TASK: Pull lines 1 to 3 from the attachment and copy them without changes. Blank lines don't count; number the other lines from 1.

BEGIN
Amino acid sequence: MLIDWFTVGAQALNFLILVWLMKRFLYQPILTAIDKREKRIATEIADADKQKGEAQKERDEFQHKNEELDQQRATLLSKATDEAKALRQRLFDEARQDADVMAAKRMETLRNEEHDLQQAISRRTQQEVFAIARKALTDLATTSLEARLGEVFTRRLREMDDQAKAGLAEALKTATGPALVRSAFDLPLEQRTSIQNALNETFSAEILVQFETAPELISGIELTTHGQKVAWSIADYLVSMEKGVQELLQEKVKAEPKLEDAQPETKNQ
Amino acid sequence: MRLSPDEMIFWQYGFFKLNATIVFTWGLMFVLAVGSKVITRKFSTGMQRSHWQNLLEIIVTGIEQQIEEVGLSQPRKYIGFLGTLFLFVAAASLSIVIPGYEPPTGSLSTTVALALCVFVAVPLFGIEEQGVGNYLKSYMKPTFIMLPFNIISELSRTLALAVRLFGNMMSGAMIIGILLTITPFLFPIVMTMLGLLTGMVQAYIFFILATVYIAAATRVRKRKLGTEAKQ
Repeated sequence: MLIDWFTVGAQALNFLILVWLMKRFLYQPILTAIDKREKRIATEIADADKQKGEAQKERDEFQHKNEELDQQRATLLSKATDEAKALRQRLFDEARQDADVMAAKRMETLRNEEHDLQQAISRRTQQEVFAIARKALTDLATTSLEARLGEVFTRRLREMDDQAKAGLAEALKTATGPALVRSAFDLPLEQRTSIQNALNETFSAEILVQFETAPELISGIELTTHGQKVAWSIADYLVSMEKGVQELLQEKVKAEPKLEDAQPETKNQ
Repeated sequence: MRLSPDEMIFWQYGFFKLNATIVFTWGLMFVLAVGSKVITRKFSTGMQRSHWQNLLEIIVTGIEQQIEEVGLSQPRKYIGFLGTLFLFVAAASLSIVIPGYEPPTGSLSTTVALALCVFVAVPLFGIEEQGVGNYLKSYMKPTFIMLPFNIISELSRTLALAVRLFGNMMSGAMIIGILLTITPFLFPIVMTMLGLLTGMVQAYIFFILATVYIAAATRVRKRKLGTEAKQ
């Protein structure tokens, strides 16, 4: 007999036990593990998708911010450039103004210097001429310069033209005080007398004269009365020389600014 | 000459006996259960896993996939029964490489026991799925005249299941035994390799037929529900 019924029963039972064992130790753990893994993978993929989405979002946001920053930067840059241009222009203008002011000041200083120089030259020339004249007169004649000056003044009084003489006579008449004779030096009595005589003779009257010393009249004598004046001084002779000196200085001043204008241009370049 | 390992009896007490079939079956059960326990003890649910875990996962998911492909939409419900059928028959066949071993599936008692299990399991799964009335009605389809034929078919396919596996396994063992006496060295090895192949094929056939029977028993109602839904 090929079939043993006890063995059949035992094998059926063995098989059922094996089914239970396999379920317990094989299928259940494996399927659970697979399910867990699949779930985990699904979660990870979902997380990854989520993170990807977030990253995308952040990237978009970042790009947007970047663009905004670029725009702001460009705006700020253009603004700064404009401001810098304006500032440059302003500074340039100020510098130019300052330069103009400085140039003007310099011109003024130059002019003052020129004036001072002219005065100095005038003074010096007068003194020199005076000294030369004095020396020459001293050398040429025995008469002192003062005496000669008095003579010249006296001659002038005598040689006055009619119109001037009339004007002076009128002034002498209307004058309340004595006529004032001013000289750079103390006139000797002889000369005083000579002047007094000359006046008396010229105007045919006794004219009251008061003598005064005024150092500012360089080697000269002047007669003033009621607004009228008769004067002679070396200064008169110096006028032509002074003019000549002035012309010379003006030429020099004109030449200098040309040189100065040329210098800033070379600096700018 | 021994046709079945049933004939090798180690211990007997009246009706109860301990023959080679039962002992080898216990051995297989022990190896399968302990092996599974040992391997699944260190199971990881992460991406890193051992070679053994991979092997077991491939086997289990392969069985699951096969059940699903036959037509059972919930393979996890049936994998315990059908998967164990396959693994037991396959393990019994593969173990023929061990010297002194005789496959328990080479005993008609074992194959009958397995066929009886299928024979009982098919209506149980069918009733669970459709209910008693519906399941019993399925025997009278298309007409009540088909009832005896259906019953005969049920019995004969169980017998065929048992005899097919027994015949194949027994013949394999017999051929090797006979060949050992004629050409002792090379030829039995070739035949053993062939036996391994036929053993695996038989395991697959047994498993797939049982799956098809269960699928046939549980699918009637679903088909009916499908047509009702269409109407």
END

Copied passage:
Amino acid sequence: MLIDWFTVGAQALNFLILVWLMKRFLYQPILTAIDKREKRIATEIADADKQKGEAQKERDEFQHKNEELDQQRATLLSKATDEAKALRQRLFDEARQDADVMAAKRMETLRNEEHDLQQAISRRTQQEVFAIARKALTDLATTSLEARLGEVFTRRLREMDDQAKAGLAEALKTATGPALVRSAFDLPLEQRTSIQNALNETFSAEILVQFETAPELISGIELTTHGQKVAWSIADYLVSMEKGVQELLQEKVKAEPKLEDAQPETKNQ
Amino acid sequence: MRLSPDEMIFWQYGFFKLNATIVFTWGLMFVLAVGSKVITRKFSTGMQRSHWQNLLEIIVTGIEQQIEEVGLSQPRKYIGFLGTLFLFVAAASLSIVIPGYEPPTGSLSTTVALALCVFVAVPLFGIEEQGVGNYLKSYMKPTFIMLPFNIISELSRTLALAVRLFGNMMSGAMIIGILLTITPFLFPIVMTMLGLLTGMVQAYIFFILATVYIAAATRVRKRKLGTEAKQ
Repeated sequence: MLIDWFTVGAQALNFLILVWLMKRFLYQPILTAIDKREKRIATEIADADKQKGEAQKERDEFQHKNEELDQQRATLLSKATDEAKALRQRLFDEARQDADVMAAKRMETLRNEEHDLQQAISRRTQQEVFAIARKALTDLATTSLEARLGEVFTRRLREMDDQAKAGLAEALKTATGPALVRSAFDLPLEQRTSIQNALNETFSAEILVQFETAPELISGIELTTHGQKVAWSIADYLVSMEKGVQELLQEKVKAEPKLEDAQPETKNQ